In its judgment of 3 September 2020 in Joined Cases C 503/19 and C 592/19, the Court of Justice of the EU ruled that a third-country national cannot be automatically refused long-term resident status on grounds of public policy under Article 6(1) of Directive 2003/109 simply because he or she has been convicted of any criminal offence.
The refusal of long-term resident status under Article 6(1) of Directive 2003/109/EC requires a number of factors to be taken into account and weighed up, namely, on the one hand, the seriousness or nature of the offence committed by the person concerned and the threat he or she represents to public policy or public security and, on the other hand, the duration of his or her residence in the host Member State and any possible ties with that Member State.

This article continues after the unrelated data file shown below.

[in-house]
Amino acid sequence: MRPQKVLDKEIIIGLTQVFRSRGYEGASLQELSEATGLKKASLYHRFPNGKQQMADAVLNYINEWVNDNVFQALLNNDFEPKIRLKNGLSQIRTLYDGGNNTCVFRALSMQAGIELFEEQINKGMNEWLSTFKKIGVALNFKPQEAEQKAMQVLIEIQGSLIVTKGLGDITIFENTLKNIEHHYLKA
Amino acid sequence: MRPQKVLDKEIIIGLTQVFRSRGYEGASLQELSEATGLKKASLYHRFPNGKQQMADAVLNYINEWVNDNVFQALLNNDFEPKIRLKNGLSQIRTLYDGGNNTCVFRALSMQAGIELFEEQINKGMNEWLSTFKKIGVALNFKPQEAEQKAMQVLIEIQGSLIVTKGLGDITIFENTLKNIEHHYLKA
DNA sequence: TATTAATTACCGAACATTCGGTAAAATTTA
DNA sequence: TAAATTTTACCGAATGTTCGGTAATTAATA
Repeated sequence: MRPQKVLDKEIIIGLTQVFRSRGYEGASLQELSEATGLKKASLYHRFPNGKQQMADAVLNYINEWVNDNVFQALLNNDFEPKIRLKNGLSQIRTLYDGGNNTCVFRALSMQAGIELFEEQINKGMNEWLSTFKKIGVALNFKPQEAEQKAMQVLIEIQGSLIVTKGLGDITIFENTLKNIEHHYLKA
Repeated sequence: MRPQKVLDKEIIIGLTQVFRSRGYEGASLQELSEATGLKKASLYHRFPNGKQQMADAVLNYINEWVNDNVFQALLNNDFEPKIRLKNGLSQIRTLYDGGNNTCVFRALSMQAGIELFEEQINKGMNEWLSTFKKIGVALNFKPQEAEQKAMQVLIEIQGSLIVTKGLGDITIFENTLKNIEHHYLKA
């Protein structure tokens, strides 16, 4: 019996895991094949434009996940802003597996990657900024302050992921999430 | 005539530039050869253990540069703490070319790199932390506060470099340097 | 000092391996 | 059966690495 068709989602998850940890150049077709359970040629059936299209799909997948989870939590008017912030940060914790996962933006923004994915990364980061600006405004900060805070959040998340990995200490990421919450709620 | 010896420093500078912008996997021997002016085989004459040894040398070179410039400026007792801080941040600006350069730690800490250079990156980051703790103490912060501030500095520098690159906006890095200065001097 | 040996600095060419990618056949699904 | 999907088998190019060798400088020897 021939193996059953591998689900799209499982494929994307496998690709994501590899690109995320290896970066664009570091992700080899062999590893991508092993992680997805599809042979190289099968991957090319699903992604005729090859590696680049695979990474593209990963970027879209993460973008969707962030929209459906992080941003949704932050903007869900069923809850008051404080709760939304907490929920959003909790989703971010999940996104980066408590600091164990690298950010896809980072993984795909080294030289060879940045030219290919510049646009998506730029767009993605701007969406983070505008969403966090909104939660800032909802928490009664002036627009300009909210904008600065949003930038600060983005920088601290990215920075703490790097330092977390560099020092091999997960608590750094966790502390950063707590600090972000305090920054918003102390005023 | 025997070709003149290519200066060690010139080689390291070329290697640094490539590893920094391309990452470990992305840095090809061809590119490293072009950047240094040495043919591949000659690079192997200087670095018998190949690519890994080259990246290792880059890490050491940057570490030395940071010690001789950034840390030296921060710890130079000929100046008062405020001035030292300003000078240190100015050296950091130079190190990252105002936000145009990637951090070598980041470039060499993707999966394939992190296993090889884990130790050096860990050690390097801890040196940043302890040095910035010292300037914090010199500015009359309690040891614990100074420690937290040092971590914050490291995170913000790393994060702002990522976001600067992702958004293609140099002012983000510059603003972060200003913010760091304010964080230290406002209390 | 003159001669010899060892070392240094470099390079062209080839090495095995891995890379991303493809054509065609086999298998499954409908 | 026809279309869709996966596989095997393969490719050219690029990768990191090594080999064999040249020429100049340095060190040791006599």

Taking all these factors into account a refusal of the status of a long-term resident requires an assessment on a case-by-case basis, which means that the person concerned cannot be refused long-term resident status on the sole ground that he or she has a criminal record of any kind.
Such an interpretation of Art. 6(1) of Directive 2003/109 is confirmed by the settled case law of the Court of Justice.